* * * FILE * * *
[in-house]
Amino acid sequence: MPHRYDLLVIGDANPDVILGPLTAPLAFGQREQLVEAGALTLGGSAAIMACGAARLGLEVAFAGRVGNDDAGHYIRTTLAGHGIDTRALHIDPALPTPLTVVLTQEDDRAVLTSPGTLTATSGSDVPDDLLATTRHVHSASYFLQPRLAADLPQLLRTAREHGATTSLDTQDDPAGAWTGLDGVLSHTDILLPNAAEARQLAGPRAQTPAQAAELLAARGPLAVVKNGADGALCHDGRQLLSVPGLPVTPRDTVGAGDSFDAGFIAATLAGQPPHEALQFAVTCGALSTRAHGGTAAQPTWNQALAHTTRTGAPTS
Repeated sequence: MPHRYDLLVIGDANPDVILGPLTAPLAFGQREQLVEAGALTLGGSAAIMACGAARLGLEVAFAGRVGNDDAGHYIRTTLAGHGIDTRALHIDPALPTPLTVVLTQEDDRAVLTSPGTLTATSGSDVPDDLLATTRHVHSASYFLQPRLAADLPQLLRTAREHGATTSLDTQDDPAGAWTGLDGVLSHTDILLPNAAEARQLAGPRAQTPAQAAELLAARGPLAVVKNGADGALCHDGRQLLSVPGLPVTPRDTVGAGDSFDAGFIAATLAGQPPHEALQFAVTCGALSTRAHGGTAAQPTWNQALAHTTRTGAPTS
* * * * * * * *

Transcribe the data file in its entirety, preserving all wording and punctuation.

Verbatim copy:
[in-house]
Amino acid sequence: MPHRYDLLVIGDANPDVILGPLTAPLAFGQREQLVEAGALTLGGSAAIMACGAARLGLEVAFAGRVGNDDAGHYIRTTLAGHGIDTRALHIDPALPTPLTVVLTQEDDRAVLTSPGTLTATSGSDVPDDLLATTRHVHSASYFLQPRLAADLPQLLRTAREHGATTSLDTQDDPAGAWTGLDGVLSHTDILLPNAAEARQLAGPRAQTPAQAAELLAARGPLAVVKNGADGALCHDGRQLLSVPGLPVTPRDTVGAGDSFDAGFIAATLAGQPPHEALQFAVTCGALSTRAHGGTAAQPTWNQALAHTTRTGAPTS
Repeated sequence: MPHRYDLLVIGDANPDVILGPLTAPLAFGQREQLVEAGALTLGGSAAIMACGAARLGLEVAFAGRVGNDDAGHYIRTTLAGHGIDTRALHIDPALPTPLTVVLTQEDDRAVLTSPGTLTATSGSDVPDDLLATTRHVHSASYFLQPRLAADLPQLLRTAREHGATTSLDTQDDPAGAWTGLDGVLSHTDILLPNAAEARQLAGPRAQTPAQAAELLAARGPLAVVKNGADGALCHDGRQLLSVPGLPVTPRDTVGAGDSFDAGFIAATLAGQPPHEALQFAVTCGALSTRAHGGTAAQPTWNQALAHTTRTGAPTS